});

This decision allows easing the transition to an eventual stream-based Fetch API. The intention is to let applications consume data as it arrives, allowing for JavaScript to deal with larger files like videos, and perform things like compression and editing on the fly.

Often, you’ll want access to the body multiple times. For example, you can use the upcoming Cache API to store Requests and Responses for offline use, and Cache requires bodies to be available for reading.

So how do you read out the body multiple times within such constraints? The API provides a clone() method on the two interfaces. This will return a clone of the object, with a ‘new’ body. clone() MUST be called before the body of the corresponding object has been used. That is, clone() first, read later.

addEventListener('fetch', function(evt) {
  var sheep = new Response("Dolly");
  console.log(sheep.bodyUsed); // false
  var clone = sheep.clone();
  console.log(clone.bodyUsed); // false
 
  clone.text();
  console.log(sheep.bodyUsed); // false
  console.log(clone.bodyUsed); // true
 
  evt.respondWith(cache.add(sheep.clone()).then(function(e) {
    return sheep;
  });
});

Future improvements

Along with the transition to streams, Fetch will eventually have the ability to abort running fetch()es and some way to report the progress of a fetch. These are provided by XHR, but are a little tricky to fit in the Promise-based nature of the Fetch API.

You can contribute to the evolution of this API by participating in discussions on the WHATWG mailing list and in the issues in the Fetch and ServiceWorker specifications.

For a better web!

The author would like to thank Andrea Marchesini, Anne van Kesteren and Ben
Kelly for helping with the specification and implementation.


9 comments

  1. Alexander Petrov

    how do you abort a fetch?

    March 11th, 2015 at 02:57

    1. Nikhil Marathe

      At this point there is no way to do so. As mentioned in the future improvements sections, there are ongoing attempts to find a nice way to plug abort() into Promise based APIs.

      March 11th, 2015 at 08:00

  2. J W

    Although the standard loosely talks about timeout’s, they never explain as to how you would specify one either. Unfortunately, a complete deal breaker for any use cases that I would use it for.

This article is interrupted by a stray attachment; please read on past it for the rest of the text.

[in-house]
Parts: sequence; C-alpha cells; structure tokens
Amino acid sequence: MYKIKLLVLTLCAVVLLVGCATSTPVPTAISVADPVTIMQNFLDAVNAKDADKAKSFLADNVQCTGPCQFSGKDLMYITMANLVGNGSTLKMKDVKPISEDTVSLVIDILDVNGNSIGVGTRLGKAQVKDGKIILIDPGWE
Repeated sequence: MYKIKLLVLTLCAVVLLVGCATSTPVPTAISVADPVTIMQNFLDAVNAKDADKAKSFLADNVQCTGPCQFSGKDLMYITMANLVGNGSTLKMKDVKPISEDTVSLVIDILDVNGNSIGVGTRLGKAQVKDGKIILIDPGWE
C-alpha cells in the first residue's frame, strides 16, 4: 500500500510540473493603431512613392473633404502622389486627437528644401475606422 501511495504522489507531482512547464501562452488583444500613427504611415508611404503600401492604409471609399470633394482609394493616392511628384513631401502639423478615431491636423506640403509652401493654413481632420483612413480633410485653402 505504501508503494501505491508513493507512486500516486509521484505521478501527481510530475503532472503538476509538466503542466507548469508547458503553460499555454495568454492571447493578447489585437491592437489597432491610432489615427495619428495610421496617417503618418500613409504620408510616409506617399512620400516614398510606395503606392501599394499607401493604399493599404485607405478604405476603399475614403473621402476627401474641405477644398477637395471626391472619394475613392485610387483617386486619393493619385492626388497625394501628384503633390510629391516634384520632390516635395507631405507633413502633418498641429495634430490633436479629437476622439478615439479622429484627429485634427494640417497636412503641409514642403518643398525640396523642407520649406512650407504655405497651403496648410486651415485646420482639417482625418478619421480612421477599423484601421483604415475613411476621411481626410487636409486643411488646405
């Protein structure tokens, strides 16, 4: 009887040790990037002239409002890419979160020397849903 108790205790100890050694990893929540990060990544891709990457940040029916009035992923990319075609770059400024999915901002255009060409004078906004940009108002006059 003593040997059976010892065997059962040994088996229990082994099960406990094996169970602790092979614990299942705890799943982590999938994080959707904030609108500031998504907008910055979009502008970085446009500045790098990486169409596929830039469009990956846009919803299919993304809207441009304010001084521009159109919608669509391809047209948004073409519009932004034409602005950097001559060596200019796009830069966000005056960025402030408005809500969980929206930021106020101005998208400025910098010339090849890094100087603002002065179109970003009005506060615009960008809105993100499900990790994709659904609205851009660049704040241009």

March 17th, 2015 at 15:02

    1. Nikhil Marathe

      Neither XHR nor fetch nor any other standards allow tinkering with things such as timeouts since they are hard to get right across platforms, there may be different networks involved and I’m sure several other reasons which affect it.
      If you simply wanted to stop after a certain time though, you could do this:

      var timeoutPromise = new Promise(function(resolve) {
      setTimeout(resolve, 10000);
      })

      var load = fetch(‘/some-resource’);

      Promise.race([timeoutPromise, load]).then(function(v) {
      if (v instanceof Response) {
      // Network replied in time.
      } else {
      // Timeout
      }
      })

      March 17th, 2015 at 15:29

  3. Alexander Petrov

    http://api.jquery.com/jquery.ajax/ has timeout option, which is implemented through setTimeout()+xhr.abort()

    March 18th, 2015 at 01:12

  4. Oliver

    Is the naming of the API not going to break a lot of code? I have written `function fetch()` a lot of times..

    How is the name locked on fetch?

    March 19th, 2015 at 02:53

    1. Nikhil Marathe

      If you declare a function fetch() in the global scope, it will overwrite the native fetch. The standard way to avoid things like these has been to use some sort of namespacing or IIFEs to create anonymous namespaces.

      March 19th, 2015 at 10:16

  5. MA

    Is there any plan or any support for when the destination redirects the request to another page?

    For example:

    If I call fetch(“hacks.mozilla.org”), but some reason that page has a redirect to some other url, is there a way to tell that the response that fetch() is getting back is from the redirected URL and NOT the original destination url?

    Thanks.

    March 19th, 2015 at 08:40

  6. Josh H

    This post was also somewhat fetching. Can anyone recommend a yepnope-esque library for conditionally loading polyfills based on object detection or the like?

    March 19th, 2015 at 20:25